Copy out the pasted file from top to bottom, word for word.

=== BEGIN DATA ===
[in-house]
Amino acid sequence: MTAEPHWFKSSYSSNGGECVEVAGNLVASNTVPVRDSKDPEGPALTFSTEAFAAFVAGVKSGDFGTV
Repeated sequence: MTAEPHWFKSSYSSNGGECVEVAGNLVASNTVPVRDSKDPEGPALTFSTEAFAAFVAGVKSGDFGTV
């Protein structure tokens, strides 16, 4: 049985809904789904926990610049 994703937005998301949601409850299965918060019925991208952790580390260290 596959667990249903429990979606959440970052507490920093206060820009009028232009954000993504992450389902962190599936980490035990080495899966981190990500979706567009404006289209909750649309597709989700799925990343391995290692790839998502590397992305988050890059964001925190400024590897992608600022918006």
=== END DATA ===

[in-house]
Amino acid sequence: MTAEPHWFKSSYSSNGGECVEVAGNLVASNTVPVRDSKDPEGPALTFSTEAFAAFVAGVKSGDFGTV
Repeated sequence: MTAEPHWFKSSYSSNGGECVEVAGNLVASNTVPVRDSKDPEGPALTFSTEAFAAFVAGVKSGDFGTV
């Protein structure tokens, strides 16, 4: 049985809904789904926990610049 994703937005998301949601409850299965918060019925991208952790580390260290 596959667990249903429990979606959440970052507490920093206060820009009028232009954000993504992450389902962190599936980490035990080495899966981190990500979706567009404006289209909750649309597709989700799925990343391995290692790839998502590397992305988050890059964001925190400024590897992608600022918006």